Our multi-disciplinary artist residency program introduces the possibility for creative collaboration between international artists and Sumba artisans.
We invite contemporary artists and designers to Cap Karoso to share their creative universe with local artisans while learning ancestral traditions. In this cross-sharing of knowledge and inspiration, a new cultural dialogue is born.
Across Cap Karoso – from the lounge to the beach club, to your studio or villa – the universal language of Art creates a meaningful connection with the ancestral culture of Sumba. Explore artistic reflections on Marapu culture through commissioned artwork by Indonesian and international artists.
Alexander Sebastianus Hartanto (b. 1995) sees ethnographic research as an experiential mode of existence. His works explore the decontextualization of material cultures and how they are perceived, understood, and ritualized in practice. For Sebastianus, decolonizing the ontologies of art is to reclaim Sani, a way of living that involves offering, service, and search of the unknown. Such a practice leads to a recreation of pilgrimages, sacred spaces, and woven cloths, all of which may or may not be archived, documented, or shared. In Sani, what is left are remnants and evidence of materials.
A. Sebastianus Hartanto is an artist who achieved the William Daley Award for Excellence in Art History and Craft in 2017. Trained as an apprentice in his grandmother's hometown in East Java, he mastered the art of weaving, which has become essential in his exploration of visual and material ontology.
Clarissa Nilistiani (b.1996, Jakarta, Indonesia) is a textile artist working in the medium of knitting, weaving, and painting. Clarissa graduated from Nottingham Trent University with a Bachelor of Textile Design, receiving an Honors Degree in 2019.
Clarissa’s practice explores the conversation of traditional textiles' importance in the midst of Indonesia’s modern progression, engaging with unconventional materials that are oftentimes raw and unprocessed, and crafted techniques which emphasise on hand values. Her textile works focus on creating organic texture using raffia, banana, pineapple, recycled fibers, and other unrecognised natural fibers. Exploration which challenges newness and shifting perspective on the use of Indonesian nature and promotes rural economy. Her paintings revolve to accompany the textile pieces in purpose to capture the narratives much further.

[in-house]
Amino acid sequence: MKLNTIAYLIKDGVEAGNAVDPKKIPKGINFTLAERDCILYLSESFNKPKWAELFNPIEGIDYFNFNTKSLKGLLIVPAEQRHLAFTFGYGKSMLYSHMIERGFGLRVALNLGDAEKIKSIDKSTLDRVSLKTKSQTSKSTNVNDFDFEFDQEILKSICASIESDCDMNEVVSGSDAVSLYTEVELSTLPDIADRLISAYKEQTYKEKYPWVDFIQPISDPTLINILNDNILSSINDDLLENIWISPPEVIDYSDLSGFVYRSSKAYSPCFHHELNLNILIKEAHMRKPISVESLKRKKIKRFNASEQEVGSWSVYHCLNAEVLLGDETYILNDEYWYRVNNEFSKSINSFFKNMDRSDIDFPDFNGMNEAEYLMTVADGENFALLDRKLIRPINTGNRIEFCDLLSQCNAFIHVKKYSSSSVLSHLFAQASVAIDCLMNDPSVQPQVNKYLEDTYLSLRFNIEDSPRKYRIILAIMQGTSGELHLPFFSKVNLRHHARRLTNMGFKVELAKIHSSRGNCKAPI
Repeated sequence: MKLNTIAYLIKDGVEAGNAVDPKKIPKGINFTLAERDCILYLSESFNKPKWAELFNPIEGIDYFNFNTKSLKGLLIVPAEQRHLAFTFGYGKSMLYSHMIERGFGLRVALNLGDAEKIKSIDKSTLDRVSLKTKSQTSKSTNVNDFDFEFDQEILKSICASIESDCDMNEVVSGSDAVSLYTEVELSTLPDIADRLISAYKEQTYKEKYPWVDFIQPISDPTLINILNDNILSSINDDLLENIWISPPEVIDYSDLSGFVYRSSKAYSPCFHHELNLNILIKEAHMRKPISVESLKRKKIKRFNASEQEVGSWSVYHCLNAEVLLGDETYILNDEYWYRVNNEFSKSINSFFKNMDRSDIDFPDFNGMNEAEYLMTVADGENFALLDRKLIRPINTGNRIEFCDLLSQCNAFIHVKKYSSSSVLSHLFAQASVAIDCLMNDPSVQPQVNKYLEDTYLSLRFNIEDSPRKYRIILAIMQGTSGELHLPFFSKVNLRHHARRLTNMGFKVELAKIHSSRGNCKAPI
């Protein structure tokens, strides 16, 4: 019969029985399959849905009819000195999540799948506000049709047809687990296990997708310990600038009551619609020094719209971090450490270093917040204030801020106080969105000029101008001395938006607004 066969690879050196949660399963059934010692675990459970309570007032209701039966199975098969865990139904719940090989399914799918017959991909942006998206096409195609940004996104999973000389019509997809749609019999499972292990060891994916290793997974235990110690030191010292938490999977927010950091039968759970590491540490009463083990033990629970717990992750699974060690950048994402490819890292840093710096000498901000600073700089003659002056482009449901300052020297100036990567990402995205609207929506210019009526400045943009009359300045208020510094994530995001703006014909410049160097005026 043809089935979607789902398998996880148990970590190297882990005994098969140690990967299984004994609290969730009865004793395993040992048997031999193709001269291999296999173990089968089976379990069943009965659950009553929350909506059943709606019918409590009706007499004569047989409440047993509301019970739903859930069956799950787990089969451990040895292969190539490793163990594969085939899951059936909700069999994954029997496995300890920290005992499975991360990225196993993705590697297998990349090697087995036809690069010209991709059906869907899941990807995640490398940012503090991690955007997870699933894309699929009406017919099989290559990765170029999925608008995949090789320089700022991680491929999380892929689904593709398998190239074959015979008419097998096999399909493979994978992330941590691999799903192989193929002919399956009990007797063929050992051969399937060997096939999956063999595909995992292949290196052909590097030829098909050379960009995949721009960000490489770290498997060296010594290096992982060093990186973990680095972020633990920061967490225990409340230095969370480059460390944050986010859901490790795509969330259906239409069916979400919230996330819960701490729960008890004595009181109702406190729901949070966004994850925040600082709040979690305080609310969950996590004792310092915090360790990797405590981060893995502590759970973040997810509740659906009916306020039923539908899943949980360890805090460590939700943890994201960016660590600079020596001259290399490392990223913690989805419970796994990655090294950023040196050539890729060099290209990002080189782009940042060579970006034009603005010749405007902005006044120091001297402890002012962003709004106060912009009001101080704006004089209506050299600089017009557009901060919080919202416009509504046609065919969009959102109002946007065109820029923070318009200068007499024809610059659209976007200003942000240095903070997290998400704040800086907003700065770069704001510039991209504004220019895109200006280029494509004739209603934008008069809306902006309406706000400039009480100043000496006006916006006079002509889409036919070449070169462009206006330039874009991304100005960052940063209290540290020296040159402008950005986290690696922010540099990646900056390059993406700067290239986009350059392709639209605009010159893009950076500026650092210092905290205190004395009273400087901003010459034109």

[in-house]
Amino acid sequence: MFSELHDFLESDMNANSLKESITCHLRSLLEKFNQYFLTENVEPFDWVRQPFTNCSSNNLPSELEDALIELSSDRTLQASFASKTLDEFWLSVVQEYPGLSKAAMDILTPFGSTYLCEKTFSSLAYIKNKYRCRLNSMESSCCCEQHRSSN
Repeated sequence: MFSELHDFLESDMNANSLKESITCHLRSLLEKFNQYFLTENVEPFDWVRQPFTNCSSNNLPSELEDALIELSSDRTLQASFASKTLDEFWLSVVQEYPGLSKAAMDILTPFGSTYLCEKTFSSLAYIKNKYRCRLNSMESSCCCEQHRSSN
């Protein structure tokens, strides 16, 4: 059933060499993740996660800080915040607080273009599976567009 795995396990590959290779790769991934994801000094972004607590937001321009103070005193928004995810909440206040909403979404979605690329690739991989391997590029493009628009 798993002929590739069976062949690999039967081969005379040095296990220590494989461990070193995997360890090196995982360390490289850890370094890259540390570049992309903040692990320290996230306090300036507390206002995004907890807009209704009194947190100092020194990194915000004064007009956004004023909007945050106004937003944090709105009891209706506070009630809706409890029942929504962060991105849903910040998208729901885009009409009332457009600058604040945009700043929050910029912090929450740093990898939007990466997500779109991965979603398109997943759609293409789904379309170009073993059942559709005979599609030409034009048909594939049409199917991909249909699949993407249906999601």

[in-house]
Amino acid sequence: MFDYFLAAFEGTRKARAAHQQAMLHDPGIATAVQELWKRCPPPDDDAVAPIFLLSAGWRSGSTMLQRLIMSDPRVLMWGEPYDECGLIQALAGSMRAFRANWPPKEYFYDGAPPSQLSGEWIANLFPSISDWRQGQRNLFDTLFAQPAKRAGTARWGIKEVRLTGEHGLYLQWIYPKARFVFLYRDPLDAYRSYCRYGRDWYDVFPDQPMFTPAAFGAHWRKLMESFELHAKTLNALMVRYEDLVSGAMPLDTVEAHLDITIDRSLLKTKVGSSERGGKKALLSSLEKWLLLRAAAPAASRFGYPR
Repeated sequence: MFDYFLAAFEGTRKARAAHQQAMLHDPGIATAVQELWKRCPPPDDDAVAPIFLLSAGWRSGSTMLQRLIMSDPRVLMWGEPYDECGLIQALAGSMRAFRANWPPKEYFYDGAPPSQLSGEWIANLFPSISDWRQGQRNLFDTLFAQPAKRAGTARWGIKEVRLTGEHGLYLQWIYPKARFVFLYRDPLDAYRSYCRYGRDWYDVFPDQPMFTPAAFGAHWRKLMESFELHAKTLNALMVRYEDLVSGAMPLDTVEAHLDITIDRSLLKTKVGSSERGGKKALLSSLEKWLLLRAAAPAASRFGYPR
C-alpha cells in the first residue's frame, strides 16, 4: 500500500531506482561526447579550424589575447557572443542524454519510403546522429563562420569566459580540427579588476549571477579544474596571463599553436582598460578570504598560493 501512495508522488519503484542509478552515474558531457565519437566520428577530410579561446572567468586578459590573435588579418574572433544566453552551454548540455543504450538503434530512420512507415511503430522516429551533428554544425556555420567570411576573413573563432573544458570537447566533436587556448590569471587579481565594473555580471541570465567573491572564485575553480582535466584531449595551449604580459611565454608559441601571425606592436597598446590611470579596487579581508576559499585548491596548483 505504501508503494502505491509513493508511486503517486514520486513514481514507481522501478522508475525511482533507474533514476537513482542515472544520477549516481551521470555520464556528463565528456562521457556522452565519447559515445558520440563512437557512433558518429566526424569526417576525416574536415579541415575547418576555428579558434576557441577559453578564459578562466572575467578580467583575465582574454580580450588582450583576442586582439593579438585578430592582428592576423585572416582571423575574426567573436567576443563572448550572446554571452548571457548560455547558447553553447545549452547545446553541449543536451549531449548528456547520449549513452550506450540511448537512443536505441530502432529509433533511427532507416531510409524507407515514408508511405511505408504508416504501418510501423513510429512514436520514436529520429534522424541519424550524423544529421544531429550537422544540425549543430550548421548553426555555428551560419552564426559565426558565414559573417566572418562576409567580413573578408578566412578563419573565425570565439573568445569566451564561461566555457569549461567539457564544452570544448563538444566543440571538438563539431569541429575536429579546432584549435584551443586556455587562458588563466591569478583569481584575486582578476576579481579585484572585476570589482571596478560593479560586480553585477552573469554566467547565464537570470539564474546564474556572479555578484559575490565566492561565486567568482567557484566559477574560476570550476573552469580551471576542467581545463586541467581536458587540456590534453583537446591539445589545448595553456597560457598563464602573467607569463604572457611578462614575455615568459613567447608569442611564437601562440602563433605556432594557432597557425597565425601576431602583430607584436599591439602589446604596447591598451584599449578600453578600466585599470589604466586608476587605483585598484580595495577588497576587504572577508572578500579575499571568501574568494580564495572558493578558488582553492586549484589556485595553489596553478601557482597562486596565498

Ines Katamso (b.1990), born in Yogyakarta is an artist of of mixed nationalities. Her father, an Indonesian musician, her mother, a French tattoo artist. Ines spent the first ten years of her life in Yogyakarta, before moving to France where she received her education in art and design. Shortly after graduation Ines then returned to her homeland in order to develop her ever-expanding creative practice first as a muralist followed by the creation of her own surface design studio, Atelier Seni.
Ines's past works, consisting of geometric shapes, lines, and organic forms, while at first glance whimsical, express a much deeper internal process of self-reflection and discovery. Her recent work dives deep into research into microbiology and the study of forms. Growing bacteria in her own studio, Katamso has studied the details and movement of cells and how life itself is wholly interconnected.
Yuki Nakayama is an artist born and raised in Okinawa, Japan. In 2008, she decided to move to New York to pursue her passion for the arts. Graduated from Parsons the New School for Design, she studied interior design where she began exploring spaces of play in the domestic and public environment. As her interest grew to larger scales, she graduated from The Cooper Union, where she studied architecture. Before coming back to Okinawa, she lived in New York for over ten years.
Fascinated by playground architecture, her work is influenced and motivated by its history and urgency. She believes that play is the foundation of being; from the moment you are born, it is our inherited tool for survival. Moving between tangible three-dimensional spaces and two-dimensional drawings, her interest lays in the spaces that are perhaps lost in translation. Painting came naturally as a medium that bridges the difference. Visualizing new spaces within the gaps of architectural representation, her work focuses on the intimacy of play. Gestures of spaces are painted in bold, while the lines carve out details that invite multiple perspectives to viewers. The speckles of colors inhabit these spaces as they highlight each territory. She intends to continue to use painting as a tool to explore the built environment.